Reclaiming the Territory – A Day in Bray Part One

Xavier here. Sorry for that last post, folks. Brillo tends to be a bit… abrasive. In any case, I’ve reclaimed the site, and Brillo promises he’ll be nicer next time. I made him sign a contract and everything. He has the cutest little signature.

In travel news, we went to Bray the other day. The train ride from Dublin passed through several very different landscapes, all within a relatively small amount of time. Don’t let anybody ever tell you Ireland is just grass and sheep. It’s only, like, mostly grass and some sheep.

The train runs between towers at Google's European headquarters, which are in Dublin.(Photo via Bloomberg News, because I forgot to take one myself.)

The train runs between towers at Google’s European headquarters, which are in Dublin.
(Photo via Bloomberg News.)

Brillo also enjoyed the changing scenery.

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Bray (Bré in Irish) is a town slightly over 30,000 people, just south of Dublin. It used to be a thriving seaside resort, with tourist spots, hotels, and amusements for weekending Dubliners and Englishfolk. When travel to the continent became more accessible, however, the town fell out of vogue, and many hotels and restaurants were turned into living space for the elderly. Sections of the town feel like Del Boca Vista from Seinfeld, but with accents and less geriatric backstabbing. Irish people are polite, dammit.

Like, really polite.

“So the other day at the pub, I meet some American tourists. They ask me where the Royal Hotel is, I tell them, and they thank me. Overall, it was a very pleasant exchange. And how are you?”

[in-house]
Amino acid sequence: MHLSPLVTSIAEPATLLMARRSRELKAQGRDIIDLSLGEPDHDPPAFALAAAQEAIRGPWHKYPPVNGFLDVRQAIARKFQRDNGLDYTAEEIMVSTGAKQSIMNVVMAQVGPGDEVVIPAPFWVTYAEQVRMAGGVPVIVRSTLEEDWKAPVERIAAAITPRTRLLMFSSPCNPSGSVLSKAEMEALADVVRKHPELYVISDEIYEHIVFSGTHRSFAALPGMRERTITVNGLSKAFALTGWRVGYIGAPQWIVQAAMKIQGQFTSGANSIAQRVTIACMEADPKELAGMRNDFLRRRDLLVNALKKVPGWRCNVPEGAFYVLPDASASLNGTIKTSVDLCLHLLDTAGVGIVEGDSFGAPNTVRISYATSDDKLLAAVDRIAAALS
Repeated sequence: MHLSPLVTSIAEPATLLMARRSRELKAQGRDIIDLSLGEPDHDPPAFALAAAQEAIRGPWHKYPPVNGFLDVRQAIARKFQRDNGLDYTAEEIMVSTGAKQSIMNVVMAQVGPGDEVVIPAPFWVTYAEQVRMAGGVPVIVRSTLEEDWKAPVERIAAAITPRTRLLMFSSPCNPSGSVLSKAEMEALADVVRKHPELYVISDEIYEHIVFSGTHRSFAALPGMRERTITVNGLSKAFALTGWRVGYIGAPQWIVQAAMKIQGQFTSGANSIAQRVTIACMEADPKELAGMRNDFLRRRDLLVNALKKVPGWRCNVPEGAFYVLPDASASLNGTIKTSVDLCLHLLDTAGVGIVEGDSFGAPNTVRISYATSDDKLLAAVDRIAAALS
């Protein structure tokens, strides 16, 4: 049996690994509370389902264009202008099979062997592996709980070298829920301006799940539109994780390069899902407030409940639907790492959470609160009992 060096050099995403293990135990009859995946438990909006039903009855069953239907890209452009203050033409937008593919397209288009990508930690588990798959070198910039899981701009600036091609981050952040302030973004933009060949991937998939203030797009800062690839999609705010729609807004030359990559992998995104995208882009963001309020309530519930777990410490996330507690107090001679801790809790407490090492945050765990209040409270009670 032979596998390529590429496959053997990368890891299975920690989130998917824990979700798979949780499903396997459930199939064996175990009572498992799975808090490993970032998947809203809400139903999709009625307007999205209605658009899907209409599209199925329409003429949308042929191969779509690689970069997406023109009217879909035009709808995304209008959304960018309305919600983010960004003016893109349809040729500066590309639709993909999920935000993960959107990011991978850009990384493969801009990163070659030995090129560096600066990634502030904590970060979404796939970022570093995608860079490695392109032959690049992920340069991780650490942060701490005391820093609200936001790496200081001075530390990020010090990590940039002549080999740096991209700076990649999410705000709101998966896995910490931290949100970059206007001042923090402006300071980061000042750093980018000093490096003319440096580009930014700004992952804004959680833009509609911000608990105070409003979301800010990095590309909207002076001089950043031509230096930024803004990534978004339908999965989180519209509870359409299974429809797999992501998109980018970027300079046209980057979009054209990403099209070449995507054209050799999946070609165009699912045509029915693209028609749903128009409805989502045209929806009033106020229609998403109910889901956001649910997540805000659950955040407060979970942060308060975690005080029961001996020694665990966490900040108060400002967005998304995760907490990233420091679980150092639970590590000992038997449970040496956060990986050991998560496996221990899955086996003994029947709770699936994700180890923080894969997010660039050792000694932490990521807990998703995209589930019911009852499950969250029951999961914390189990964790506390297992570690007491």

This is not to say Bray is dead (or dying of natural causes). Just the opposite. It’s the fourth-largest town in Ireland after the nation’s five cities, still receives a respectable amount of tourism, and is gorgeous both in and (I assume) out of the fog.

A clear day in Bray, Ireland.

A clear day in Bray, Ireland.

Among the attractions Bray has to offer is a fantastic hike up Bray Head, the hill at the edge of town. The town’s name actually means “hill” or “rising ground,” though locals often refer to the feature as a mountain. As an avid skier and backpacker, I speak from experience when I say Bray Head is not a mountain.

It's like sawing a ladder in half and calling it Everest.

It’s like sawing a ladder in half and calling it Everest.

Despite its status as the footstool of foothills, Bray Head is the most gorgeous and memorable hike I have ever been on. True, I was still new to Ireland, and may have been looking at the climb through rose-colored glasses. But even with the magical feeling you get on your first few days in a new country – before you’ve discovered enough irritations to remind you of home – this was a phenomenal hike.

There's even a patch of blueish-grey sky.

And the weather held out for almost the entire shutter click.

We decided to take the longer, more gradual path along the face of the hill.

Bray Head gets more cloud coverage than most clouds.

Bray Head gets more cloud coverage than most clouds.

Shortly after we set off, a light rain began to fall.

“Oh, it’s raining,” I said.

“Yeah, it has been for a while,” someone else replied.

“No, I’m pretty sure it just started.”

“How sure?”

“I am almost 45% sure.”

Possibly the most bizarre experience thus far in Ireland was realizing that none of us could remember if the rain had ever stopped.

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Coming up in Part Two: The world’s best bar, worst bathroom, and most not-lived-in former Viking house. Oh, and some strange signs, too.

And, of course, more Brillo.

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